Rest and Life in Third Spaces

The concept of a ‘third space’ was new to me, or so I thought, but when it was explained I could instantly picture many of the third spaces that I have had over the course of my life. The vintage and second hand shops that I would go to just to visit the owners and meet the interesting wave of characters that happened to pop in that day. The coffee shop that I spent hours and hours doing school work in, only to befriend the baristas and other neighbourhood folks. The front yard of my friends that live right beside my church, where we can play socially distanced games and catch up with friends that also live in the neighbourhood that are walking by.

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A third space is a place that is not your home (first place) or your work/ other main place that you might spend your days (second place), rather it is a third place that you feel like you belong, are known, and gather for some kind of shared hobby, interest, or geographic location.

This season that we are living in right now has required us to be stretched and maybe get creative about different ways to connect and engage with each other. The concept of a third space can give us an interesting framework for how we can make those connections in a time that feels so disjointed.

If you’ve ever spent time in the Downtown Eastside, especially on East Hastings Street, you have probably noticed the side walk sales. For about three to four blocks every day, people lay out blankets, set up lawn chairs, and sell, trade, or gift their finds. Music is often playing, people talking loudly, and things that you have not seen IRL since 1995. Like any neighbourhood, there are still disagreements, misunderstandings and conflicts, but more often than not, people are being greeted, stories are being shared and jokes told.

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This community has refined and created a culture of third space that is celebrated, to be taken notice of, and to learn to incorporate into our own lives. Often, they show up to the same place to see the same people and are simply present with one another, and that is rest, and that is life.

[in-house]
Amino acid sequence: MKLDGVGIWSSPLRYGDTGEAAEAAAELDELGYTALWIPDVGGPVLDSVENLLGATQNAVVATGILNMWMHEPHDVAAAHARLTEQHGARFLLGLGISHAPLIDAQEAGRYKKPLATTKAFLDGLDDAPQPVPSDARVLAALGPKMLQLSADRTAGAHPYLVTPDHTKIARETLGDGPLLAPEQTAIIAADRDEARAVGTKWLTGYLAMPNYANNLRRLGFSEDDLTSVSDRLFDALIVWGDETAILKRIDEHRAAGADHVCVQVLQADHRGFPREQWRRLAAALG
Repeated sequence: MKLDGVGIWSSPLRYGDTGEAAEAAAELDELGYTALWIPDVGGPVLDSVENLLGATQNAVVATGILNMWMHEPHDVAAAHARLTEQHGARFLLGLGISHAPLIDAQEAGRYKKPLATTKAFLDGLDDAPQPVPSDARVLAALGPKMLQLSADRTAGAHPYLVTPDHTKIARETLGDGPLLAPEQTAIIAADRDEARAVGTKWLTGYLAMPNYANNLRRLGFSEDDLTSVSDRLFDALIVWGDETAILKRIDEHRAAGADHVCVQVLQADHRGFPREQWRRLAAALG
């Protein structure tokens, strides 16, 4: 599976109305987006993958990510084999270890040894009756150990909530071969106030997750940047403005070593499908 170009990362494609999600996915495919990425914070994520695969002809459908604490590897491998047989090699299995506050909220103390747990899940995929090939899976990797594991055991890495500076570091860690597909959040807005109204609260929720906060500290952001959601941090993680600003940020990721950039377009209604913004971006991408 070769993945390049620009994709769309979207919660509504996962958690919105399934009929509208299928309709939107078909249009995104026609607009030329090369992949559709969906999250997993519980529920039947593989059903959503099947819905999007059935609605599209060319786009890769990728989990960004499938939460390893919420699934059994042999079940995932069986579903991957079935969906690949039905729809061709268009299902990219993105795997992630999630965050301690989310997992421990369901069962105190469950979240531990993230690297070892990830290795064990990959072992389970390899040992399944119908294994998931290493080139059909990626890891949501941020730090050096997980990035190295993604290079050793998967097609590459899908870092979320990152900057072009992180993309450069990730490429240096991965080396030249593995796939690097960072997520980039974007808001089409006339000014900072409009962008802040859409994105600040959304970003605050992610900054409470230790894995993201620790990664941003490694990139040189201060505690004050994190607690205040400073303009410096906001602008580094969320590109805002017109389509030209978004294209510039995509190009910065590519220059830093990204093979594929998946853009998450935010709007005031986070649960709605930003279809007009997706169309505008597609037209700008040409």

I don’t know about you, but I struggle to sit still and not be productive. This season has taught me many things, and one of them is that my body was not meant to be working and doing all the livelong day. It seems to me that when God highlights rest both in the Creation story and in the Jesus story, it is not just a footnote that we can shove to the side. Rather, they are focal points that can teach us to be present with ourselves, with each other, and with the Creator.

In an article posted by TED earlier this year “The 7 types of rest that every person needs”, the author, Saundra Dalton-Smith, outlines many of the things that we would normally think of when it comes to rest—physical, mental, sensory, creative, emotional, and social. But in an interesting twist, the seventh type of rest is spiritual, and while this can be done in solitary through prayer or meditation, it can also be done in shared spaces through belonging and community involvement. Does that sound familiar? Kind of like the message behind the Creation and Jesus stories?

So how do we create these spaces? Well, sometimes it is as simple as showing up, and then showing up again, and then again. Cafes. Parks. Church basements. Condo roof tops. Or maybe we can create them. Does your front lawn have space for a picnic table with a welcome sign for neighbours to sit down? Does your church have a place for some benches or a life size chess board? It can be hard to slow down and just be present in a space where the only requirement is that you show up, and yet, it is the very thing that will give us life and rest. So be like our DTES neighbours, show up for each other, be present with one another, and create spaces where rest and life are lived out and celebrated.

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